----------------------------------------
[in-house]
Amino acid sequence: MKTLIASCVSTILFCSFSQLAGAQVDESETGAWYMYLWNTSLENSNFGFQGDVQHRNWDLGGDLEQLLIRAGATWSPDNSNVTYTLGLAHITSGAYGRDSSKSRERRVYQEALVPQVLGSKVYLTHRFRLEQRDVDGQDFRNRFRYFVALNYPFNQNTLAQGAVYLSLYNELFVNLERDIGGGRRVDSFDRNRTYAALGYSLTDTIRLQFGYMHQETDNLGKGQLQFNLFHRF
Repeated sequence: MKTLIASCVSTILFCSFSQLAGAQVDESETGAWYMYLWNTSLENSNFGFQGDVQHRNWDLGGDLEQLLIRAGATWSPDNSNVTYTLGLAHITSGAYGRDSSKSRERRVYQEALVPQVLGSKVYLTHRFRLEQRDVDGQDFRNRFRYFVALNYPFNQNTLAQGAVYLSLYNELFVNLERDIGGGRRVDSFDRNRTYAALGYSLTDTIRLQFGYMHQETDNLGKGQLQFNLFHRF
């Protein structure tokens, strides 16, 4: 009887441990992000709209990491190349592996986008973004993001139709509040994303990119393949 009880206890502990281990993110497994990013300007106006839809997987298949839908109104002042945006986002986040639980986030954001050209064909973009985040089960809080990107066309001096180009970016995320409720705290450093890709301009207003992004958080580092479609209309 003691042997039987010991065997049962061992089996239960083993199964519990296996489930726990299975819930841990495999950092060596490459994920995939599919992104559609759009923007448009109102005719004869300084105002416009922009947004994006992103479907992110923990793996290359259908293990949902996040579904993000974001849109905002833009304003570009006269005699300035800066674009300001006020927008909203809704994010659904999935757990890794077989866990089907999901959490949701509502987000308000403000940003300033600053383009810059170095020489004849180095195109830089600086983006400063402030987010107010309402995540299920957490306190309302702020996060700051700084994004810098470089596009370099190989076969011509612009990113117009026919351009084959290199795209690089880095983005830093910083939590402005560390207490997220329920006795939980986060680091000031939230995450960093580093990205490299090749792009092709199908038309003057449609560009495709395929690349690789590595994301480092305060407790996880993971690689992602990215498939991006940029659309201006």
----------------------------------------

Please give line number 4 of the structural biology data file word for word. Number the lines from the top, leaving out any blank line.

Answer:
């Protein structure tokens, strides 16, 4: 009887441990992000709209990491190349592996986008973004993001139709509040994303990119393949 009880206890502990281990993110497994990013300007106006839809997987298949839908109104002042945006986002986040639980986030954001050209064909973009985040089960809080990107066309001096180009970016995320409720705290450093890709301009207003992004958080580092479609209309 003691042997039987010991065997049962061992089996239960083993199964519990296996489930726990299975819930841990495999950092060596490459994920995939599919992104559609759009923007448009109102005719004869300084105002416009922009947004994006992103479907992110923990793996290359259908293990949902996040579904993000974001849109905002833009304003570009006269005699300035800066674009300001006020927008909203809704994010659904999935757990890794077989866990089907999901959490949701509502987000308000403000940003300033600053383009810059170095020489004849180095195109830089600086983006400063402030987010107010309402995540299920957490306190309302702020996060700051700084994004810098470089596009370099190989076969011509612009990113117009026919351009084959290199795209690089880095983005830093910083939590402005560390207490997220329920006795939980986060680091000031939230995450960093580093990205490299090749792009092709199908038309003057449609560009495709395929690349690789590595994301480092305060407790996880993971690689992602990215498939991006940029659309201006």